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Emotional Triumph for Green Bay Women’s Team and Coach in March Madness

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This year’s Green Bay Phoenix women’s basketball team superbly embodied the spirit of the NCAA Tournament, which is a place where emotions can run wild. Resurgent into March Madness after a five-year hiatus, the Phoenix’s journey produced not only victory but also a potent demonstration of camaraderie and shared adversity.

Emotional Triumph for Green Bay Women’s Team and Coach in March Madness - THE SPORTS ROOM

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Green Bay has a long history of women’s basketball success, having made 18 NCAA Tournament trips. However, the last five years have been difficult. The squad was unable to secure a position in the big dance, leaving players, coaches, and fans hoping for a return to glory.

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Green Bay Women Snap Drought, Tears Flow as Program Returns to March Madness Glory

Tears started streaming down the cheeks of coach Kevin Borseth’s wife and daughter even before they welled up in his own eyes and eventually those of his Green Bay players. Finally, after snapping a five-year NCAA Tournament drought by winning the Horizon League postseason title, the emotions came pouring out.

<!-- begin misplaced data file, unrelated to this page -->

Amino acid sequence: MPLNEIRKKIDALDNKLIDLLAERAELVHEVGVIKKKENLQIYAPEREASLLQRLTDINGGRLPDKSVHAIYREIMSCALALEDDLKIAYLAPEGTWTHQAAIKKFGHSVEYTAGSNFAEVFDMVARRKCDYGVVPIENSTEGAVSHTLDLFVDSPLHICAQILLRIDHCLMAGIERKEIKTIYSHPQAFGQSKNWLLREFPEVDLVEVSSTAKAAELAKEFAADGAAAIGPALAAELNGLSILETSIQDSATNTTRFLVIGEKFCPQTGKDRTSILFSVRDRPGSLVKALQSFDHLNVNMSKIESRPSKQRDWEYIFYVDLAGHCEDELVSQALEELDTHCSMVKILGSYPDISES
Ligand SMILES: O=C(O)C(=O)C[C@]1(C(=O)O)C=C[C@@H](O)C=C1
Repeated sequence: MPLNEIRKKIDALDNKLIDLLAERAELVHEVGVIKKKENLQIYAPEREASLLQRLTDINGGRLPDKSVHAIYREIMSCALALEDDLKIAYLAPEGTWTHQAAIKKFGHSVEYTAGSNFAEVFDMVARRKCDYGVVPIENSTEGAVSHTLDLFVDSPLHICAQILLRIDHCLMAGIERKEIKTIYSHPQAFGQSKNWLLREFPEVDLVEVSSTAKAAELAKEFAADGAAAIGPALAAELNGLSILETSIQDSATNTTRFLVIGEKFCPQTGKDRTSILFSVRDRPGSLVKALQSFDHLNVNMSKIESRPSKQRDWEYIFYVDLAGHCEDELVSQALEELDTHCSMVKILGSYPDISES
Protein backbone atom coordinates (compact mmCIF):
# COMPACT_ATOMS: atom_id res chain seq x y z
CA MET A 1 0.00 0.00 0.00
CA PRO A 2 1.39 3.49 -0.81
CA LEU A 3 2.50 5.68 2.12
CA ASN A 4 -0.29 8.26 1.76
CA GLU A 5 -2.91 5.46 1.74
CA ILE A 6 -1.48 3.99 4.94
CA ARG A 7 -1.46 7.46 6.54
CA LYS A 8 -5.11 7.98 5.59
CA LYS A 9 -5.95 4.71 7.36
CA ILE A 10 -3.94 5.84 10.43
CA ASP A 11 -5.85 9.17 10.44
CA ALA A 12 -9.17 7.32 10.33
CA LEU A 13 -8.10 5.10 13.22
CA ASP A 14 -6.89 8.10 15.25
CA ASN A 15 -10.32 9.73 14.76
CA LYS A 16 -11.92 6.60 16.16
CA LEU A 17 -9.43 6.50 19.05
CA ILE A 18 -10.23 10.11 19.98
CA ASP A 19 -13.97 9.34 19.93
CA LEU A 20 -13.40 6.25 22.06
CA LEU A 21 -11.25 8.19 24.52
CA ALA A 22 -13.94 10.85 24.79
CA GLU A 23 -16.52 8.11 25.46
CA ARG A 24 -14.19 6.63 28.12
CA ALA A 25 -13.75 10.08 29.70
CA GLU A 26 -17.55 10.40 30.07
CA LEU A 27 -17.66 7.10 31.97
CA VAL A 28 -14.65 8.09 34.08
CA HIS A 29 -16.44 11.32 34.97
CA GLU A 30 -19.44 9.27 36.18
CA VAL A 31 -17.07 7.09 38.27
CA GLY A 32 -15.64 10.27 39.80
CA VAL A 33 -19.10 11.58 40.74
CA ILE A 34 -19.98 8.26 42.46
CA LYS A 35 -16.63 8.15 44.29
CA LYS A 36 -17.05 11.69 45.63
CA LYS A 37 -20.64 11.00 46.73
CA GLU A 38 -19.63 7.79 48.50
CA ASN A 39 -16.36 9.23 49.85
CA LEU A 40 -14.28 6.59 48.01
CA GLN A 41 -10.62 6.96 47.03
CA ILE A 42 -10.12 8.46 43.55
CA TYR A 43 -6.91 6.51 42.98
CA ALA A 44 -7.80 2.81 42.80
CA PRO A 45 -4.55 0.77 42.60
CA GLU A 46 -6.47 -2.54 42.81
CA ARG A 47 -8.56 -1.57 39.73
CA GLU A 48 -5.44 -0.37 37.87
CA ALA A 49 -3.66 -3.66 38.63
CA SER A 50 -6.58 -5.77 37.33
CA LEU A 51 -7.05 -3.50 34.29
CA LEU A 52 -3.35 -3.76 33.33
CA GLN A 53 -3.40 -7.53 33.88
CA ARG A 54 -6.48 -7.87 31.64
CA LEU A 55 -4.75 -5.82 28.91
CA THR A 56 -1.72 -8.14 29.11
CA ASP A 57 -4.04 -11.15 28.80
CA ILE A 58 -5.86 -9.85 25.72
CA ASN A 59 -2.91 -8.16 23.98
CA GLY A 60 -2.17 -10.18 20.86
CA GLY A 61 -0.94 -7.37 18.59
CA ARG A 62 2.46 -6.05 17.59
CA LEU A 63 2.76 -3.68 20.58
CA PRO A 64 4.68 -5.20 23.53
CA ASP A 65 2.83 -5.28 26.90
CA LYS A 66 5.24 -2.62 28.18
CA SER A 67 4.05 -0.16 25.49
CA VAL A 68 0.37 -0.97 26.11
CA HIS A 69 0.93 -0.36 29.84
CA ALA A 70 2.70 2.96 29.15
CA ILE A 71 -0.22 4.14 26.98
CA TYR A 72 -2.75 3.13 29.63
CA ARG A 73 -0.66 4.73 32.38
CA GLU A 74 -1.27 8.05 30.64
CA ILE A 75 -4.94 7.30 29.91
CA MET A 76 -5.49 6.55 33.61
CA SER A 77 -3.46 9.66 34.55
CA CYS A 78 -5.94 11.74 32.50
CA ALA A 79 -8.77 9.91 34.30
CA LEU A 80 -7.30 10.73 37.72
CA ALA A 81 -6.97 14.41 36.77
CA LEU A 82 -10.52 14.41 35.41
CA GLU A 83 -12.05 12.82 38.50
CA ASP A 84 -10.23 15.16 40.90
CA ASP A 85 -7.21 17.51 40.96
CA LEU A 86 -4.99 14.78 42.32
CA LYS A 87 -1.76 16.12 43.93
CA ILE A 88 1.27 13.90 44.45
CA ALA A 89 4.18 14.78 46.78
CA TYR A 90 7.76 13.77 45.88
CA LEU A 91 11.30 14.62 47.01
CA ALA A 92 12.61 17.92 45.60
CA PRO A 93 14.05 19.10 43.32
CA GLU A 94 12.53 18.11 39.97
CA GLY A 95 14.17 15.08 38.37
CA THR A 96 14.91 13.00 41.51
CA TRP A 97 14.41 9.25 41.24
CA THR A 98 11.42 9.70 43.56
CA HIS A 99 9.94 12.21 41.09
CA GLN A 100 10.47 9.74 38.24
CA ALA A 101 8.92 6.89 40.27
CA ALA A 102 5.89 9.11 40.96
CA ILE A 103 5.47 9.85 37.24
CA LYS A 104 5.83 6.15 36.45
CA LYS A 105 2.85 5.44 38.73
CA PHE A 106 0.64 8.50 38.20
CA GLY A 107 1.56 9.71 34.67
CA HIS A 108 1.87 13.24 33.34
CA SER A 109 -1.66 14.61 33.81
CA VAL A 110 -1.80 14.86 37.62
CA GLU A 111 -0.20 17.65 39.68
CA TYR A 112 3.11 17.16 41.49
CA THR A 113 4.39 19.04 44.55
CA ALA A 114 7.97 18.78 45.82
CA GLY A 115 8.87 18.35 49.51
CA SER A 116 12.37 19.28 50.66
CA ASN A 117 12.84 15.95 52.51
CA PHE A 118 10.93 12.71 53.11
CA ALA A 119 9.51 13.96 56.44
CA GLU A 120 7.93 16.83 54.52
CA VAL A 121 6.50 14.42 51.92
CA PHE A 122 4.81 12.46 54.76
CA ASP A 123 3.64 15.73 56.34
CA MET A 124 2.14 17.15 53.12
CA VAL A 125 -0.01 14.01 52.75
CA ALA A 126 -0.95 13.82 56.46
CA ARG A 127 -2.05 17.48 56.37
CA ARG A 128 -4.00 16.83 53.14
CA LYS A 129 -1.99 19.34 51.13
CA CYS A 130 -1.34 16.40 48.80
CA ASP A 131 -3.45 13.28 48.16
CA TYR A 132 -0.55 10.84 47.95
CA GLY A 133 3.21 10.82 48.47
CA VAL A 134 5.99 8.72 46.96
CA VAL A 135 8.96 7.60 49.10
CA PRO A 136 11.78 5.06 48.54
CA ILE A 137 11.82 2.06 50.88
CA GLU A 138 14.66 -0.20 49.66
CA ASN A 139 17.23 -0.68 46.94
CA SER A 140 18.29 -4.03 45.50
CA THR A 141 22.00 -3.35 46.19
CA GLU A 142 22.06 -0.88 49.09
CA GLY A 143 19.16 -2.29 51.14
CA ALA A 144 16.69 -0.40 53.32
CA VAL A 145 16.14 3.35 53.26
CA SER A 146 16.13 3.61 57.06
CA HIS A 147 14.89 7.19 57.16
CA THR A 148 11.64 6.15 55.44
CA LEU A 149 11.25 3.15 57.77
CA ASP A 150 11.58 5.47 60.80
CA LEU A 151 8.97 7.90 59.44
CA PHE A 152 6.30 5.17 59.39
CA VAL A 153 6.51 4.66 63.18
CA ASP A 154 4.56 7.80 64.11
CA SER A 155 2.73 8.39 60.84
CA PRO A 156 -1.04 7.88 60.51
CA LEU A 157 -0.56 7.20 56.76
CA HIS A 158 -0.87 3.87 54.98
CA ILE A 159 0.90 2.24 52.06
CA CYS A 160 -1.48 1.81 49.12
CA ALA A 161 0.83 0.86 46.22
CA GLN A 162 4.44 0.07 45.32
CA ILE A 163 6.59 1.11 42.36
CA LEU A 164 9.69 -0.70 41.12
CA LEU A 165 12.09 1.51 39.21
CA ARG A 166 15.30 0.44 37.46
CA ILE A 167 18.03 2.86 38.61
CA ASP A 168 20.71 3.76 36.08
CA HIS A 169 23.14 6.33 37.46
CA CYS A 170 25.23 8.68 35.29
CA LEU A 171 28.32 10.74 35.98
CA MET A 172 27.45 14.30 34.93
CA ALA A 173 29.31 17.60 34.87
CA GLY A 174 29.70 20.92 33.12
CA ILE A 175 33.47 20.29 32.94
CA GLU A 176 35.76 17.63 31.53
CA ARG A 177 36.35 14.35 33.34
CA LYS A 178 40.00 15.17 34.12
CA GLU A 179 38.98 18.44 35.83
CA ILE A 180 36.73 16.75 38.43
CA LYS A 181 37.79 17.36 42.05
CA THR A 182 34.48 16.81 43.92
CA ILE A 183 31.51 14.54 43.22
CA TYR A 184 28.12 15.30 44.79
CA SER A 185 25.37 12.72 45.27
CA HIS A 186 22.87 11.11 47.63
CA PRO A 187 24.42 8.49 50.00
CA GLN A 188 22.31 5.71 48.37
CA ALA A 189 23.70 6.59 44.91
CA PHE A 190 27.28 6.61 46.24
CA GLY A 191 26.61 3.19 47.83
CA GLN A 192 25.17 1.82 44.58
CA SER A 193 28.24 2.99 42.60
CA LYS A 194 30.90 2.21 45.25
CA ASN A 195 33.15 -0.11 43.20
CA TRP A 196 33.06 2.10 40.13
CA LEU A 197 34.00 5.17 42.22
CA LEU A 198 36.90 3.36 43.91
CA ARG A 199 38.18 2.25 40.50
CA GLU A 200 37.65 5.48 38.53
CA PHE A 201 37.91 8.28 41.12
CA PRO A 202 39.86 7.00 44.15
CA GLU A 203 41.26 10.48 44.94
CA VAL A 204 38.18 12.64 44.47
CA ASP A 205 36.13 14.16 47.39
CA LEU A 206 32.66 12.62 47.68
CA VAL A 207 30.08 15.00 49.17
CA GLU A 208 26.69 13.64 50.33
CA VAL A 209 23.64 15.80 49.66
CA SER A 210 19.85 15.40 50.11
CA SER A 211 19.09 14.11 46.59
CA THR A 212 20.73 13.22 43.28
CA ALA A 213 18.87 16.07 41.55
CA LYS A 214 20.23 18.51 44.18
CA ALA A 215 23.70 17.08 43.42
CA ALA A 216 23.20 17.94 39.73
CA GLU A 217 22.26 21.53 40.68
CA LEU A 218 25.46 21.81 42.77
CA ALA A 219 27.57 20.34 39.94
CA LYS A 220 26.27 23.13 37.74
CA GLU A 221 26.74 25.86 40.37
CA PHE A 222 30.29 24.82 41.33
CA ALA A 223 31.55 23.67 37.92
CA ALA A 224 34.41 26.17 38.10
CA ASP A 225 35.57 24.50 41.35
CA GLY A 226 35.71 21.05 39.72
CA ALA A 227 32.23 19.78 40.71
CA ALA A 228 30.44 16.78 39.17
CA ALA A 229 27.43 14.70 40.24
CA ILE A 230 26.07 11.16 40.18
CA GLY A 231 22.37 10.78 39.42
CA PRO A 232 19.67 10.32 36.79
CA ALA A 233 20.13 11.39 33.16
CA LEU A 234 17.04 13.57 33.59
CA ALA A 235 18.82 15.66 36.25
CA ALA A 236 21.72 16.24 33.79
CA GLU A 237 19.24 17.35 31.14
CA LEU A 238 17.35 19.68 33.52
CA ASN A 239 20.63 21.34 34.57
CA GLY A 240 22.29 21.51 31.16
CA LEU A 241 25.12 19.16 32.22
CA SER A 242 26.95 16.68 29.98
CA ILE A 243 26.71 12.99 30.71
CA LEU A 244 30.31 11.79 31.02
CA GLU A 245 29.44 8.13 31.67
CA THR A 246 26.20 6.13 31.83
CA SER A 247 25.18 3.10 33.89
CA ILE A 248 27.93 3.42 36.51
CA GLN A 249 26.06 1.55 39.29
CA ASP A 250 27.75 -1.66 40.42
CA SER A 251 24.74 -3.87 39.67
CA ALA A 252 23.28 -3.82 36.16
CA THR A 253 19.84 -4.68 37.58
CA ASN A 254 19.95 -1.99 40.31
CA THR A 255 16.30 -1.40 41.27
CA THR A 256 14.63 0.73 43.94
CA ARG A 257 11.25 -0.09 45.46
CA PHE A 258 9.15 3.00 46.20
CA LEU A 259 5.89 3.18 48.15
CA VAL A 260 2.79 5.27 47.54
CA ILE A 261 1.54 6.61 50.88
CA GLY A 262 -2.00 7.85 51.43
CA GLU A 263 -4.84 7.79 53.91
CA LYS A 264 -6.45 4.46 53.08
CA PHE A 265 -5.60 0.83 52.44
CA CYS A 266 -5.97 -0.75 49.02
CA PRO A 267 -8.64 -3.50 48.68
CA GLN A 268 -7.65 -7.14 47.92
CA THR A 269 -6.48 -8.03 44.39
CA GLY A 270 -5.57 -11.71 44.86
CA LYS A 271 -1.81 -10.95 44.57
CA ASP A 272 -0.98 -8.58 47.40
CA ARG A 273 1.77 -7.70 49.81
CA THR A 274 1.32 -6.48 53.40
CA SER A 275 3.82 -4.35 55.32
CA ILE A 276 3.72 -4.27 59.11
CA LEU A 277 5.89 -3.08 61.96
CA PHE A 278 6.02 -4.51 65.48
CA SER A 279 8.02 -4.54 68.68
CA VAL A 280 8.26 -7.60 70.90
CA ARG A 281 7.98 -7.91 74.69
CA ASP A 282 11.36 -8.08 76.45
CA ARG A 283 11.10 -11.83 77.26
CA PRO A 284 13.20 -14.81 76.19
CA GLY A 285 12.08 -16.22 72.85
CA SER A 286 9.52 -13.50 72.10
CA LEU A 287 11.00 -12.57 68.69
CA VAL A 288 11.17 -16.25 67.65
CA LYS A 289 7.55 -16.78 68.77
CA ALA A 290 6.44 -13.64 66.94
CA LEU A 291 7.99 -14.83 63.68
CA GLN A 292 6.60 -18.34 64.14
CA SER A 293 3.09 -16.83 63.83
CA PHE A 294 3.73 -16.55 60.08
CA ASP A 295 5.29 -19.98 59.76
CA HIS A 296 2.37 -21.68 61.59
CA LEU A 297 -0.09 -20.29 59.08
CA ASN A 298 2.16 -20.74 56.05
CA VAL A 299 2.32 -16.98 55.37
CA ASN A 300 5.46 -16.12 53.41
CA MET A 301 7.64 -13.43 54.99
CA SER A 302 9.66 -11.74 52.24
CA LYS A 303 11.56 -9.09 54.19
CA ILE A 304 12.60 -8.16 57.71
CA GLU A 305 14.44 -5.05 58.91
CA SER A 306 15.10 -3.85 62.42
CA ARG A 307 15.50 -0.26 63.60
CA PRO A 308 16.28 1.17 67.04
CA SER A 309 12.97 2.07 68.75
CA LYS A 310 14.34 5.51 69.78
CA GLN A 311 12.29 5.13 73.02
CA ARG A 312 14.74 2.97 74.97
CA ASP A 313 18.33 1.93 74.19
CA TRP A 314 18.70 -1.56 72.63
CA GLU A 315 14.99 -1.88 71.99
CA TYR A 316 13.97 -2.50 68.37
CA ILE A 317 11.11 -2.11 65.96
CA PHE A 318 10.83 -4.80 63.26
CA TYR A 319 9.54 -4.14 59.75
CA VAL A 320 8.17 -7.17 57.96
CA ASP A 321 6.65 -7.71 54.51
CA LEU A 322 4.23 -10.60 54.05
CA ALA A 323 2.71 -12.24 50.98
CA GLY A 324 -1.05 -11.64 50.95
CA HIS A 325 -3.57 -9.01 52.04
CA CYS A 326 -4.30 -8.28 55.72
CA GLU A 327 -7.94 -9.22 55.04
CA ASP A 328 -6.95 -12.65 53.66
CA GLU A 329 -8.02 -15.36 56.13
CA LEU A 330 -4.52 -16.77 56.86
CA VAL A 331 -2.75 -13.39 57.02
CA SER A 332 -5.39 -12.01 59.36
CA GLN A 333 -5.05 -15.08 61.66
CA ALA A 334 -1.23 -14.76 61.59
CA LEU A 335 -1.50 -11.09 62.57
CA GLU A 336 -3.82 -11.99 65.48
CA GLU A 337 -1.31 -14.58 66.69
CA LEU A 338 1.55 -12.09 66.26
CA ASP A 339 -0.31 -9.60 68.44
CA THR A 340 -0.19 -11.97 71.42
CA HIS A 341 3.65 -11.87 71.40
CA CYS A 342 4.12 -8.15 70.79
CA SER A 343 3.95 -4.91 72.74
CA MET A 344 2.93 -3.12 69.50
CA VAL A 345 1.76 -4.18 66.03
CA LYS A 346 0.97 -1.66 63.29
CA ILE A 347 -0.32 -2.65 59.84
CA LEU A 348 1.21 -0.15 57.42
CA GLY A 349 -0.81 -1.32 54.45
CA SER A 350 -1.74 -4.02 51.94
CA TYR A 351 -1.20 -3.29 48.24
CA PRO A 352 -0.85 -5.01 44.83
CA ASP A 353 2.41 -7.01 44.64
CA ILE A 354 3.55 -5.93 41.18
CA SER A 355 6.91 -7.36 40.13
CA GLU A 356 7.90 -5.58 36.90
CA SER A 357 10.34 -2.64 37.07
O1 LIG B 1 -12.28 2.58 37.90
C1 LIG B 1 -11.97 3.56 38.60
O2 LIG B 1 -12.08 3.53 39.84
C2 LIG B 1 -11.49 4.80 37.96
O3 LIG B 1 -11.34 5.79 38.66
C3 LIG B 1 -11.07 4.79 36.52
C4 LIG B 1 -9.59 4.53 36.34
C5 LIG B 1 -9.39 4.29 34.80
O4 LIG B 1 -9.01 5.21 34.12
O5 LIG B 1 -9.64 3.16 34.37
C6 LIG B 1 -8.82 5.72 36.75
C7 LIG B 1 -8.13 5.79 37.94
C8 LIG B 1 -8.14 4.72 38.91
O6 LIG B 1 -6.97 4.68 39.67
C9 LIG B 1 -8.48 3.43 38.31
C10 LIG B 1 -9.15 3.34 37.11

By Sunday’s selection show, Green Bay’s players were hooting and hollering for television cameras with a message from their tradition-rich program to the rest of the college basketball world. The Phoenix are back, and they’re rising again.

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Emotional Triumph for Green Bay Women’s Team and Coach in March Madness - THE SPORTS ROOM

This year’s Horizon League Tournament championship game altered everything. Green Bay faced Cleveland State and dominated, winning 64-40. The victory wasn’t simply about the final score; it was the result of years of hard work and dedication.

“He (Borseth) has won it several times, but I saw him crying before the game,” said guard Cassie Schiltz, her voice starting to crack. “To be able to do this with him, it means so much. He cares about us as players, but he cares about us as people, and he values family. So to do it all together with our families, it’s just awesome.”

By the time Schiltz finished, Borseth and tourney MVP Natalie McNeal were wiping their eyes, too. Perhaps no Green Bay player understood the full significance of what last week’s 64-40 victory meant better than Schiltz, who grew up in the 2,500-person enclave of Luxemburg, Wisconsin, 17 miles east of Green Bay.

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